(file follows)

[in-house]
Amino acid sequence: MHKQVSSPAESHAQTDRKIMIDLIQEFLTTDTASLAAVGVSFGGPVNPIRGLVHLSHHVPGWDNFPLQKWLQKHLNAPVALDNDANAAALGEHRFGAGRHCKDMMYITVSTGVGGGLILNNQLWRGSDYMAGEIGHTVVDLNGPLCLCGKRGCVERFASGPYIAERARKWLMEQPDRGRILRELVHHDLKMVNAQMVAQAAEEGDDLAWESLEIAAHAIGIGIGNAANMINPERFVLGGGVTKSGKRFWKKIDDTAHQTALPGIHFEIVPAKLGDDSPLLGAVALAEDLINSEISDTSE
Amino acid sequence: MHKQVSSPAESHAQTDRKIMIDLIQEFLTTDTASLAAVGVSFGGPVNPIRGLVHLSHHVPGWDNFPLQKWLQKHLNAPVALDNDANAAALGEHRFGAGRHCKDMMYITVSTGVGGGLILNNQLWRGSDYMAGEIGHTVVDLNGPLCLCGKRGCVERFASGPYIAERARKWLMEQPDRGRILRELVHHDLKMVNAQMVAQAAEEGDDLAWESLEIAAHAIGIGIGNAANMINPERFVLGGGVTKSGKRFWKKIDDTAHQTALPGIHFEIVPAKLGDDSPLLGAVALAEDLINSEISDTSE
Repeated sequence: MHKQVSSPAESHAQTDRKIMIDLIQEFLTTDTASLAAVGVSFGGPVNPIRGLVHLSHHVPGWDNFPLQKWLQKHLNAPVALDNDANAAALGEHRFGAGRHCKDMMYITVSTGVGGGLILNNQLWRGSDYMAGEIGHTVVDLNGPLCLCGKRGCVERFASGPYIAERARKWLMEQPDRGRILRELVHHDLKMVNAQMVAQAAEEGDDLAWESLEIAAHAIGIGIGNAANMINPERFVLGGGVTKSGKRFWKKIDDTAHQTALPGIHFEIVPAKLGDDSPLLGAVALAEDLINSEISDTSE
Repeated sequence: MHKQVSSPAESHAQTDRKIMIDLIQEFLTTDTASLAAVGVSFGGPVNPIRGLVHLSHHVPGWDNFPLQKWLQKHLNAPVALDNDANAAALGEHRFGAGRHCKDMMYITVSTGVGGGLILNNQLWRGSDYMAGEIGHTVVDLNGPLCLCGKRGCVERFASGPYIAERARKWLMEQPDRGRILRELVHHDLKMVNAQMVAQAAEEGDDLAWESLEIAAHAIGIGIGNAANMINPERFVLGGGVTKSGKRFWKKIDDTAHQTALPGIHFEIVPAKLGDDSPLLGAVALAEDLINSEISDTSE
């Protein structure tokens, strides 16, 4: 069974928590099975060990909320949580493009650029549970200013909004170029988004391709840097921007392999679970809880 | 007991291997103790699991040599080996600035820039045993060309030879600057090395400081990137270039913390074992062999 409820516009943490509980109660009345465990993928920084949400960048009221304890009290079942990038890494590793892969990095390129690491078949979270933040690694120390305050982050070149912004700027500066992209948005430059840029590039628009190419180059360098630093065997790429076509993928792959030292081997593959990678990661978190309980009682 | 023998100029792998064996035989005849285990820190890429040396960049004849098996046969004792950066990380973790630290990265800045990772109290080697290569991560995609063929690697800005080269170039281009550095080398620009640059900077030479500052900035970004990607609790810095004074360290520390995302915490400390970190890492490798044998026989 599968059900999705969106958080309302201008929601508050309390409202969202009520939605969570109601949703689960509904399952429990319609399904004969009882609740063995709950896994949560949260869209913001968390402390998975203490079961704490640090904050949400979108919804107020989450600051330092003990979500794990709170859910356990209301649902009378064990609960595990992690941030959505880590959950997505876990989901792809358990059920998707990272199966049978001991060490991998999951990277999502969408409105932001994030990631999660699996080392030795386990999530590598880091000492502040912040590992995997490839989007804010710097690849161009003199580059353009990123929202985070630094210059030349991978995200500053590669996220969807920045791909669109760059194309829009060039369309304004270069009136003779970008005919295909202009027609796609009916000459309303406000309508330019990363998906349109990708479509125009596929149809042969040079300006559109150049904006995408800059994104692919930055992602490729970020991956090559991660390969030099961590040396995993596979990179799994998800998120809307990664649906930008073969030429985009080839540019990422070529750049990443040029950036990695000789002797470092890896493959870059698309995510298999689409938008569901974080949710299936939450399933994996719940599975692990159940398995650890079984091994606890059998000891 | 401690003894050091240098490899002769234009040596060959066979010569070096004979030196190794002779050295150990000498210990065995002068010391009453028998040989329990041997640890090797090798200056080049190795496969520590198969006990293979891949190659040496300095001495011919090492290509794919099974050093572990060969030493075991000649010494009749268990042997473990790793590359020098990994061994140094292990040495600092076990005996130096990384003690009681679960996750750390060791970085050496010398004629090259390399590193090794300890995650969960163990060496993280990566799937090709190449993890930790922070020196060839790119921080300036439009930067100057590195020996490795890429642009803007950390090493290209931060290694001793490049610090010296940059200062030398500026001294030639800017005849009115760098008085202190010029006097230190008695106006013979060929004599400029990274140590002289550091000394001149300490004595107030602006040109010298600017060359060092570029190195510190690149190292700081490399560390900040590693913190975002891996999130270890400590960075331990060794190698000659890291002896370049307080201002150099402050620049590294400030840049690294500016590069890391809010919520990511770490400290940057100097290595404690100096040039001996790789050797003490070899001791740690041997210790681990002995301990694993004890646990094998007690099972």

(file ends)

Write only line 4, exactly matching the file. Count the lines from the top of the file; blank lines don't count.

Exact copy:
Repeated sequence: MHKQVSSPAESHAQTDRKIMIDLIQEFLTTDTASLAAVGVSFGGPVNPIRGLVHLSHHVPGWDNFPLQKWLQKHLNAPVALDNDANAAALGEHRFGAGRHCKDMMYITVSTGVGGGLILNNQLWRGSDYMAGEIGHTVVDLNGPLCLCGKRGCVERFASGPYIAERARKWLMEQPDRGRILRELVHHDLKMVNAQMVAQAAEEGDDLAWESLEIAAHAIGIGIGNAANMINPERFVLGGGVTKSGKRFWKKIDDTAHQTALPGIHFEIVPAKLGDDSPLLGAVALAEDLINSEISDTSE